The Europe Young People’s Convention was held at Tenrikyo Europe Centre in Antony, France, between August 29 and 31. The convention was organized in response to the Seminar for Successors held at the Home of the Parent, the Overseas Seminar for Successors held at 17 overseas venues, and the Young Women’s Conventions held regionally. Intended to bring young followers in Europe closer together, the convention helped participants deepen their understanding of the teachings and get to know one another better. A total of 35 participants from France, the United Kingdom, the Netherlands, and Spain attended the convention.
The convention program included discussions about the teachings, practice sessions of the Dance with Hand Movements and the musical instruments for the service, group work, lectures, and presentations by participants.
On the morning of the second day, Mrs. Kay Morishita, the wife of the head minister of Brotherhood Church in Los Angeles, gave a speech titled “Big Joys from a Small Yoboku.” She shared with the audience her active involvement in community work and her implementation of the teachings in daily life. She is one of the leaders of a community organization that, with the collaboration of police officers, city council members, and community leaders, works hard toward solving problems that have plagued the neighborhood. She also emphasized the important role that her church plays in the local community, bringing hope, joy, and stability to the congregation and, more importantly, to those who live in the neighborhood.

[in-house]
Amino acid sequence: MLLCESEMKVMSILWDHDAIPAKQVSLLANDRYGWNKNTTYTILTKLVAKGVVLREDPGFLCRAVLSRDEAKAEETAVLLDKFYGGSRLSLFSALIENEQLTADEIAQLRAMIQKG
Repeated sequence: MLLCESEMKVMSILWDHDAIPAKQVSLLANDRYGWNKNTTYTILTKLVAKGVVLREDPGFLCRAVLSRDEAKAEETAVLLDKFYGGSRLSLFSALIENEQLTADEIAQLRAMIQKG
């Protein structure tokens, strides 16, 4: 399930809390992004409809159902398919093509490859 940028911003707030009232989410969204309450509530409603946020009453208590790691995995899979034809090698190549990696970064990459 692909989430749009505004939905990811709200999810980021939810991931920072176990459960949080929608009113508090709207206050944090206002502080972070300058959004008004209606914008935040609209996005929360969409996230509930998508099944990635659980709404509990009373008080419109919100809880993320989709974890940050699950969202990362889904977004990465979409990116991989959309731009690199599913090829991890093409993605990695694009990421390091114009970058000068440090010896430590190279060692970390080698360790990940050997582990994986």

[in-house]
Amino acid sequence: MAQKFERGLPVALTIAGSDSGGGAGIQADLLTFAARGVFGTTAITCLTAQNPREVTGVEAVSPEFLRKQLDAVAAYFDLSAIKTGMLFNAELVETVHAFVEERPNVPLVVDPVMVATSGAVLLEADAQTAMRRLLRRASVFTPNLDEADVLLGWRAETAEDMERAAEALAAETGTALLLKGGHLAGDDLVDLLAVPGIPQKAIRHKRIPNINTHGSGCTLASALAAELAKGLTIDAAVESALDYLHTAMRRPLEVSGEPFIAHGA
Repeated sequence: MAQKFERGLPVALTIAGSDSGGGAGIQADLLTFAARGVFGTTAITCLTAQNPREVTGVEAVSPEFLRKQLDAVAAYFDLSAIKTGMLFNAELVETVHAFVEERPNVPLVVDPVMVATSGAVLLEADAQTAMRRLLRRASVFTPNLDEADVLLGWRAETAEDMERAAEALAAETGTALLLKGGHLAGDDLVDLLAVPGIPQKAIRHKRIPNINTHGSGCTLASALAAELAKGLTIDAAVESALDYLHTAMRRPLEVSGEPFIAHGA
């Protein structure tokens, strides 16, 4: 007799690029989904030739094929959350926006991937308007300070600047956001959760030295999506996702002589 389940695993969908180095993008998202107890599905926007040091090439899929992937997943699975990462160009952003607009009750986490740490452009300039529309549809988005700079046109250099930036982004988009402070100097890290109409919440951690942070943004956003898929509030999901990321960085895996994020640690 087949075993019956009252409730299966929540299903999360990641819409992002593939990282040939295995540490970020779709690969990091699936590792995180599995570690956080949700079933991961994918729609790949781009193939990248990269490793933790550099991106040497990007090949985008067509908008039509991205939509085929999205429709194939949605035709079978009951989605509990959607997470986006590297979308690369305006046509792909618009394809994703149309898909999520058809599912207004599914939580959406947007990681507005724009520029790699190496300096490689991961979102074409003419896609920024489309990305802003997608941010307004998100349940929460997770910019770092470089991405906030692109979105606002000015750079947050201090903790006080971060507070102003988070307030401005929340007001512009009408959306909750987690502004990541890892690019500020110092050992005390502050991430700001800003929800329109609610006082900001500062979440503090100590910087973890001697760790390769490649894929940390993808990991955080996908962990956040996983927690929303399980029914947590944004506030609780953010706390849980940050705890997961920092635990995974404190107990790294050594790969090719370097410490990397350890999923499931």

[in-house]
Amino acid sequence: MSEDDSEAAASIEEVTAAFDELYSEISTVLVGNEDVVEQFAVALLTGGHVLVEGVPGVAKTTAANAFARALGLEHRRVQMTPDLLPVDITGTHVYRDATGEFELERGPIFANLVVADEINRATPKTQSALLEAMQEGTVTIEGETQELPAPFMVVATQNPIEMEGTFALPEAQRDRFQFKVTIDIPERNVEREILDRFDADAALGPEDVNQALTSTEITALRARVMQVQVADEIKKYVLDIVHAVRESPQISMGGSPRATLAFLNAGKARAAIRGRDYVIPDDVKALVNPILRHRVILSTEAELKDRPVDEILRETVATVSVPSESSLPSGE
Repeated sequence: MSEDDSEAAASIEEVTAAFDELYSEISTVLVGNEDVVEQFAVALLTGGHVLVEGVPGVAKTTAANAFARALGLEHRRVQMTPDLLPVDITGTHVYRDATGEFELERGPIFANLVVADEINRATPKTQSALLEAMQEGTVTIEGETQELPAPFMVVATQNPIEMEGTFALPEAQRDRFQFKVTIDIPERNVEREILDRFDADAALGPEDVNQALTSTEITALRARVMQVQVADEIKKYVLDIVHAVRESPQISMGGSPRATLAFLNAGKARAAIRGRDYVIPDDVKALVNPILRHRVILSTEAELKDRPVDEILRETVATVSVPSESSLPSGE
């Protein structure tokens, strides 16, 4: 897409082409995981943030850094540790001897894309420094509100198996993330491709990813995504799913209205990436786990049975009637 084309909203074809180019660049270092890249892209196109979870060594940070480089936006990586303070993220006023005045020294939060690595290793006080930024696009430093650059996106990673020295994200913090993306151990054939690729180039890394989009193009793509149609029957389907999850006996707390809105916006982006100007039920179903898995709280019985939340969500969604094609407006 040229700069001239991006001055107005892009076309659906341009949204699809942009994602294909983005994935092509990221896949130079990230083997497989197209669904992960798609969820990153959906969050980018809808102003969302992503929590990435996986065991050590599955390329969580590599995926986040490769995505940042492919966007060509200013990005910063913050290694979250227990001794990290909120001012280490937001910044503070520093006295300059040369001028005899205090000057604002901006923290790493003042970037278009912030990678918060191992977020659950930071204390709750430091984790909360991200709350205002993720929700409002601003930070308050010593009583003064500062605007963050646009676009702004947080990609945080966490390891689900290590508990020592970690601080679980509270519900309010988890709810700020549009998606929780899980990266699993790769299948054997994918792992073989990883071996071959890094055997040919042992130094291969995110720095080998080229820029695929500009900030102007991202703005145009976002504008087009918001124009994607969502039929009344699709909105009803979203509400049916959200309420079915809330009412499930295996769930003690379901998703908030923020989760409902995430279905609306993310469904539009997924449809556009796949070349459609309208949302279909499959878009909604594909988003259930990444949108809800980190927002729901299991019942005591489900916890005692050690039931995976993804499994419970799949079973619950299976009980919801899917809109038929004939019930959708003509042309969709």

On that afternoon, Young Men’s Association Europe chapter held the “Gathering for Tenri Young Men: Unity and Progress.” Europe Chapter Chairman Masato Fujiwara, who resides in Lyon, France, gave a talk. Following a video presentation, Mr. Naomi Kasai, Tenrikyo Young Men’s Association Headquarters committee member, gave a lecture for the occasion.
For group work, participants were divided into three language groups: French, English, and Japanese. Each group discussed various questions that were raised by participants. Although the group work was conducted in the languages that participants felt the most comfortable with, the presentations based on group work were given in English. Some of the presentation titles were as follows: “If the root of illness is in the mind, why do medicines work?” and “When you are very angry, how do you settle your mind?”